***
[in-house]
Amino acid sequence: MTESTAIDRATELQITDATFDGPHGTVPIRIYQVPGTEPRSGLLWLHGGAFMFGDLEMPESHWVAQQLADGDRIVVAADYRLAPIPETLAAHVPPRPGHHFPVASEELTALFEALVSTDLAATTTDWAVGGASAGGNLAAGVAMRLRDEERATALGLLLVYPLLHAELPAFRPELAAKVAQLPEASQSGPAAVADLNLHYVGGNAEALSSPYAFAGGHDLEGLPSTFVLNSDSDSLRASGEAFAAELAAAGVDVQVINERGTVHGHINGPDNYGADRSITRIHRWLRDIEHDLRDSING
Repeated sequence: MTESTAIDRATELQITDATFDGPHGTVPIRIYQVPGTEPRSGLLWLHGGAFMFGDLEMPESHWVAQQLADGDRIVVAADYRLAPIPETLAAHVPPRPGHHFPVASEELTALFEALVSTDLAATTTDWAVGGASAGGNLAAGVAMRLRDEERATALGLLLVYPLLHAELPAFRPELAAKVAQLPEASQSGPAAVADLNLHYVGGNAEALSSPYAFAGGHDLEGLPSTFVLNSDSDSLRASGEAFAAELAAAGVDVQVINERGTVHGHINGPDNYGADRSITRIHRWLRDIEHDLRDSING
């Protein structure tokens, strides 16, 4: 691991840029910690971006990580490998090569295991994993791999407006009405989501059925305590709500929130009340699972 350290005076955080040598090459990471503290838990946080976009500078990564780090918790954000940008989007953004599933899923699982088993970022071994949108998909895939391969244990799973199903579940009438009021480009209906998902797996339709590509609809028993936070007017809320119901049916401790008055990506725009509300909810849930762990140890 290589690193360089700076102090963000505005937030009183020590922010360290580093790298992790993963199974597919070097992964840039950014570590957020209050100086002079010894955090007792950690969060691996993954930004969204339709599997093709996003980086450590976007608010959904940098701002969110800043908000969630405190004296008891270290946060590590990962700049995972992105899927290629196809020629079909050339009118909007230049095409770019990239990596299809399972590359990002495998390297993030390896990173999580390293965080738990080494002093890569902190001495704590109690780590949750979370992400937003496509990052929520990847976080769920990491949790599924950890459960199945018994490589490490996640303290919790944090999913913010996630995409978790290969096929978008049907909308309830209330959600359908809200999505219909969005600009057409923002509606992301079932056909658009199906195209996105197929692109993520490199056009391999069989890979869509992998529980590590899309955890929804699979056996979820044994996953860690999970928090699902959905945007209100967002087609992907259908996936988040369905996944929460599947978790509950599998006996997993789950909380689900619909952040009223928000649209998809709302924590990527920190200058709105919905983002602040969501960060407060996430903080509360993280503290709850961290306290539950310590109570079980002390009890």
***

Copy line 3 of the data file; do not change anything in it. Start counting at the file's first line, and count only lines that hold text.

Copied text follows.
Repeated sequence: MTESTAIDRATELQITDATFDGPHGTVPIRIYQVPGTEPRSGLLWLHGGAFMFGDLEMPESHWVAQQLADGDRIVVAADYRLAPIPETLAAHVPPRPGHHFPVASEELTALFEALVSTDLAATTTDWAVGGASAGGNLAAGVAMRLRDEERATALGLLLVYPLLHAELPAFRPELAAKVAQLPEASQSGPAAVADLNLHYVGGNAEALSSPYAFAGGHDLEGLPSTFVLNSDSDSLRASGEAFAAELAAAGVDVQVINERGTVHGHINGPDNYGADRSITRIHRWLRDIEHDLRDSING